Event agent/vector factors

Agent/vector factors listed in the matrix are expected to determine much of the local impact of the pandemic, but they generally cannot be influenced by preparedness and mitigation efforts. As these factors will remain unknown until the first stages of the pandemic, Israeli preparedness planners have taken into account a wide range of scenarios with different attack and mortality rates [59] in addressing issues such as surge capacity. For instance, a highly transmissible pandemic may render isolation and quarantine efforts largely futile [60] while a less transmissible strain, as witnessed in previous pandemics [61] may enable a containment approach more similar to that taken during the SARS epidemic (while accounting for considerable differences such as the incubation time or the impact of infectious asymptomatic cases). A highly pathogenic strain, perhaps more pathogenic than the 1918 strain (considering current case fatality rates of H5N1 human cases), will require the unparalleled ability to rapidly mobilize medical equipment and personnel to meet the increased demands for care in both primary and secondary care facilities. However, a less pathogenic strain may require measures similar to those taken during severe seasonal influenza epidemics.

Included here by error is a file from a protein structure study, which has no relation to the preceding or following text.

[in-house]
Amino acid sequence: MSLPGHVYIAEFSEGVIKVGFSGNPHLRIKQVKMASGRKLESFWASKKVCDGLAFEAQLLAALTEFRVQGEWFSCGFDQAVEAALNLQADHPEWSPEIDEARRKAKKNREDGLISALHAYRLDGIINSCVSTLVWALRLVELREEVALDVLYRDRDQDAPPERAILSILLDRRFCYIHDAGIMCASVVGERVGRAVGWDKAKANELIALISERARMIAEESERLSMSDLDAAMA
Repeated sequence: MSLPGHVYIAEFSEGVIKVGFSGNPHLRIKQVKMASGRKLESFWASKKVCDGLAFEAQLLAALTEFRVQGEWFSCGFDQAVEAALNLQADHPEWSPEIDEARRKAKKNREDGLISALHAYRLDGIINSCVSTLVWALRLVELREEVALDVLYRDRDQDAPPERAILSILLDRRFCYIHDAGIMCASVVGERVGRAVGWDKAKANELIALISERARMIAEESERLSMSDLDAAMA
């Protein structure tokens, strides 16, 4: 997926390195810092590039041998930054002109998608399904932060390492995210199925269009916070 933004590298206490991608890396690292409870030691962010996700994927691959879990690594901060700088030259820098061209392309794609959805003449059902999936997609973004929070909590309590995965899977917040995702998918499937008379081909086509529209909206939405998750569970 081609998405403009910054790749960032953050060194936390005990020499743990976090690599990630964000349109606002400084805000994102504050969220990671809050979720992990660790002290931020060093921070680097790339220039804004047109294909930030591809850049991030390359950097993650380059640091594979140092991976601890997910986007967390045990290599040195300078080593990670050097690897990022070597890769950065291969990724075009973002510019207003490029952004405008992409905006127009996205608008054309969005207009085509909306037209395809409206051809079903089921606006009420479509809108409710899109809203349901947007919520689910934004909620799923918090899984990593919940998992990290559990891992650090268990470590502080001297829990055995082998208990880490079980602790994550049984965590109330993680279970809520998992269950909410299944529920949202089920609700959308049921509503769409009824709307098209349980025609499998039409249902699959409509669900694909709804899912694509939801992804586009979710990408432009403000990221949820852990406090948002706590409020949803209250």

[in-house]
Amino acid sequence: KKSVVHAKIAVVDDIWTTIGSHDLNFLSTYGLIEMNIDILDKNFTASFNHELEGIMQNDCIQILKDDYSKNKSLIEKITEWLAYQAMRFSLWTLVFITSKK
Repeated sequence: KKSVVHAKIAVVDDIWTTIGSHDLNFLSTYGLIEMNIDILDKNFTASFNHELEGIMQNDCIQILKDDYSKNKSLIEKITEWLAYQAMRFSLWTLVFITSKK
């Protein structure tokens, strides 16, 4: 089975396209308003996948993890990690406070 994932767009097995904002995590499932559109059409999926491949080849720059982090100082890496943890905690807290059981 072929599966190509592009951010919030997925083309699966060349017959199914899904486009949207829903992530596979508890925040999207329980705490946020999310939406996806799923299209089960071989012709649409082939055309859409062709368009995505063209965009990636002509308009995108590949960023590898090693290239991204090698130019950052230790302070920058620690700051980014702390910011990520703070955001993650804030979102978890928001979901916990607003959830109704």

Event physical environment factors

The availability of an effective immunization will be crucial. The importance of the recently published successful preliminary results of phase-I human H5N1 vaccine trials cannot be overestimated [62]. Nevertheless, both the safety and efficacy of the new vaccine remain to be assessed, and the effectiveness of this vaccine against a reassortant pandemic strain is currently difficult to predict.